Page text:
In terms of photography, what is Panning?
Panning basically means moving your camera horizontally with a moving subject, in order to capture it.
As you start learning photography in detail you begin to come across terms like motion blur, panning photography, zooming and many others which you really want to try out once you see the photos clicked by others, using these techniques. Some practice and some technical knowledge will ensure that you are able to get outstanding photos with use of these superb techniques. While I’m writing this article, I’m still in the practice stage but couldn’t wait sharing the knowledge I’ve gained on one of the above mentioned techniques i.e. panning photography. This particular technique allows you capture motion and by that I do not mean you freeze the subject to get it completely sharp, but, you shoot a subject that is in motion in such a way that most of your subject is sharp but the background gets a motion blur effect, ultimately giving a sense of motion in your capture.
While panning photography is something that almost every photographer must have tried early on, but, for me it started when I was learning the basics of photography at National Institute of Photography, in Mumbai. For one of the practical sessions, we were taken to a place called Aarey Colony in Goregaon, Mumbai where we had all gathered on one side of the road and were supposed to practice panning on the passing vehicles. You can imagine about 15-20 people, with camera, standing on the side of the road and clicking almost every passing cyclist, biker or for that matter, every vehicle, even a car. During those days, I didn’t yet own a DSLR and thus I used a point & shoot Canon PowerShot A710 IS which had some manual control in terms of aperture and shutter along with the ISO.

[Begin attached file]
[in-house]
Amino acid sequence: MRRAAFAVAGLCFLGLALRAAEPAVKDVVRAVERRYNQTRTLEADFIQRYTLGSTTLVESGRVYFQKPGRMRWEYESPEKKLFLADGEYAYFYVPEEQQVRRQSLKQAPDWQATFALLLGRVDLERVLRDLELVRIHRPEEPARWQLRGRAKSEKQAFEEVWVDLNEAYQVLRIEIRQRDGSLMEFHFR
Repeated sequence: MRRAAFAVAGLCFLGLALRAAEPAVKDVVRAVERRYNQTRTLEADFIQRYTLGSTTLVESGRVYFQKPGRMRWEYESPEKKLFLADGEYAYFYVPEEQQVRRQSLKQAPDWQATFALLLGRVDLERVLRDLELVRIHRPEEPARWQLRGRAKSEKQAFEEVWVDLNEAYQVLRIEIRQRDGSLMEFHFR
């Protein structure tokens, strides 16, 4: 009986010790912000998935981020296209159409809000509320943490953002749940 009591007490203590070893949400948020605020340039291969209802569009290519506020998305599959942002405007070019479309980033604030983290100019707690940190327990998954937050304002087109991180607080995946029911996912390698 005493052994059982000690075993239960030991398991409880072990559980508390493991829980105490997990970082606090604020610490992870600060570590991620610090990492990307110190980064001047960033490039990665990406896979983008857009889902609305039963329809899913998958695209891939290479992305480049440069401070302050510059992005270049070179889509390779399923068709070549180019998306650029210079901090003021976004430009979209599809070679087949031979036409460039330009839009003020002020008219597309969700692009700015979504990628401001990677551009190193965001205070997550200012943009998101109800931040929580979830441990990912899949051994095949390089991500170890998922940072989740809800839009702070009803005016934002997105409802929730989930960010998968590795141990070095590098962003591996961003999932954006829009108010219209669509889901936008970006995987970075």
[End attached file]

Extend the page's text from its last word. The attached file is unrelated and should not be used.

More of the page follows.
What we were taught on that day, meant that we had to pick a shutter speed that is slower than what we would normally use. This is considering the fact that the moving objects are in a normal speed and nothing as fast as a race car or a race bike. The first example that the instructor shot for us, used a shutter speed of 1/30. After looking at the photo, the immediate question on my mind was how do you focus on a subject that is visible to you a distance, and comes closer at the point where you actually want to position it in the frame and then, it again moves away from you. The trick here was simple. When the subject is visible to you, you can look at it’s line of motion and guess the position at which it will be when it is right in front of you. Now you can lock your focus in the same plane and then move your camera with the subject and press the shutter in a timely manner to ensure that in the shot, the subject is right in the position where you wanted it to be. My plane of focus was that part of the road which I could safely assume, would be the line of motion of the subject.
It all started for me with some shaky photos. I realized that while moving the camera from left to right my hands weren’t steady and thus there was a marginal vertical blur also which didn’t allow the subject to be captured sharp. After about 8-10 tries, I got a hang of it and captured my first proper panning shot of a biker riding fast with a pillion rider, seen above. I was glad to have captured the 2 riders very sharply. Soon this technique became so exciting for all of the students that for next 2-3 hours we must have clicked about 50-60 pictures each, trying to get some good results with panning. I remember everyone thoroughly enjoyed this particular session and the passing bikers, cyclists and other vehicles loved the attention they got.